I call it delusional hubris. And so I am curious to understand the roots of such self-aggrandizement elsewhere, in case it might shed light on the psychological forces that lead our country and its leaders to behave so dangerously. (Yes, I mean you Barack Obama—don’t think you’re off the hook just because the Republicans are so flagrantly deranged. The current chaos in Pakistan comes courtesy of your arrogant insistence on death by drone when the true allies of democracy in the region could have told you what to do instead.)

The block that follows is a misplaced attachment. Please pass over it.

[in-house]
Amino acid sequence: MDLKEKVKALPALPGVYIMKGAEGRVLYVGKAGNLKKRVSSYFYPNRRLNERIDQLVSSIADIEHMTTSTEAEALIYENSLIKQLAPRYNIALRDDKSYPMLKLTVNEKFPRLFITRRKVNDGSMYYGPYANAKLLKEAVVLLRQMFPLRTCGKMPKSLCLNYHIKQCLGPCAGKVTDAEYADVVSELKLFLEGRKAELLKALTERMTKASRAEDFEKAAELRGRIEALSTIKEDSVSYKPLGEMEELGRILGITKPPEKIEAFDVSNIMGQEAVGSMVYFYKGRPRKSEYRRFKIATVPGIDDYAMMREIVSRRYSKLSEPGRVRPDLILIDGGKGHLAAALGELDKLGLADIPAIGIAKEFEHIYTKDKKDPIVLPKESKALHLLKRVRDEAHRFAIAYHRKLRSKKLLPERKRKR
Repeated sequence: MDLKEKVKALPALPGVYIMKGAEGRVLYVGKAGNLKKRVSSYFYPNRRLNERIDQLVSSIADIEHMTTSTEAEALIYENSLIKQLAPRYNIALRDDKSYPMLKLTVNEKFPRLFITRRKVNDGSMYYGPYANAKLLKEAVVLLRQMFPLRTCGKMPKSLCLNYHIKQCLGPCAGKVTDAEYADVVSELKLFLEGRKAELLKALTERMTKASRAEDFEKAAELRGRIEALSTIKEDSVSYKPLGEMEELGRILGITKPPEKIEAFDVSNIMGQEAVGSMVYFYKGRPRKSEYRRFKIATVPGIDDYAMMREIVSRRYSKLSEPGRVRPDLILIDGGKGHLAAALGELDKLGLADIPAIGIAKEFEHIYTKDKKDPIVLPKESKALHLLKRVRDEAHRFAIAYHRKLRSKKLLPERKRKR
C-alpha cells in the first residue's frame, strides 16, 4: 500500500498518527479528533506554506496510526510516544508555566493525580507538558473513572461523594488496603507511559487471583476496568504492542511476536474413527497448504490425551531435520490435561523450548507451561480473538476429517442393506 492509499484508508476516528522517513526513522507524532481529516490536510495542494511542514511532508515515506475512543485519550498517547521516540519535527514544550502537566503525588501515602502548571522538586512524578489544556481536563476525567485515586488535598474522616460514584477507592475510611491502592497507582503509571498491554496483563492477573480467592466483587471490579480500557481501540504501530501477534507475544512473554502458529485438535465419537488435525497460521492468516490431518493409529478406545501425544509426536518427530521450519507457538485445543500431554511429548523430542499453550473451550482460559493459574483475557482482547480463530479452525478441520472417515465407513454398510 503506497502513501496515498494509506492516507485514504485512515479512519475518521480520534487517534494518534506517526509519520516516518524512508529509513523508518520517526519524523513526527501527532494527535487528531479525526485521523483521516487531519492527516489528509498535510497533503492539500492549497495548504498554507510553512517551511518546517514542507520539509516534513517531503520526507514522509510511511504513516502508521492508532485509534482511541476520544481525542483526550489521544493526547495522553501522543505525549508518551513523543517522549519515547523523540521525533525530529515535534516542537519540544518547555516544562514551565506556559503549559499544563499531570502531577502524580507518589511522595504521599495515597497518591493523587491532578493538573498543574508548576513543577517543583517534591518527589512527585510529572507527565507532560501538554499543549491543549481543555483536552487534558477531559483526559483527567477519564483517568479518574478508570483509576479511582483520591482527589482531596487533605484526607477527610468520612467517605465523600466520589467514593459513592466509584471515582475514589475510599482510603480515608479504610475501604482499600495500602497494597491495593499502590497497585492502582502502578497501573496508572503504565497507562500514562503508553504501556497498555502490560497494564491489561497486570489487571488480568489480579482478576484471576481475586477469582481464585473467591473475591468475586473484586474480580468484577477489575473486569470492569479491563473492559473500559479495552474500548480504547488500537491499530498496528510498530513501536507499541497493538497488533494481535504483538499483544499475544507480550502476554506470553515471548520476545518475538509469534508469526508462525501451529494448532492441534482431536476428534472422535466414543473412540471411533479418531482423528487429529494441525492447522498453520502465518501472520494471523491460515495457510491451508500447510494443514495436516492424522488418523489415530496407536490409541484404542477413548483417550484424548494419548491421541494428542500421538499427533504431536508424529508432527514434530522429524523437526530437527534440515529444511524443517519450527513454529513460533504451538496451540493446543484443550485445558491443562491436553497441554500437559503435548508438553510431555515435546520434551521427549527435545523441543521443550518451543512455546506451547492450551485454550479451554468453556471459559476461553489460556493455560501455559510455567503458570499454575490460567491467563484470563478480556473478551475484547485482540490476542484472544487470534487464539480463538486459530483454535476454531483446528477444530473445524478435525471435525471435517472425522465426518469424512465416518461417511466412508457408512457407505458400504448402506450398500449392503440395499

I found The Cleanest Race to be illuminating albeit imperfect. The basic premise of the book is sound: What looks like nonsense from the outside often proves to be both internally consistent and psychologically meaningful. (That’s true, by the way, not only for popular political delusions but also for personal psychoses.) Myers marshals masses of illustrations of the key themes he sees in recent and current North Korean propaganda and pop culture, all of which spring from and flow into what he sees as the fundamental motif: “The Korean people are too pure blooded, and therefore too virtuous, to survive in this evil world without a great parental leader.”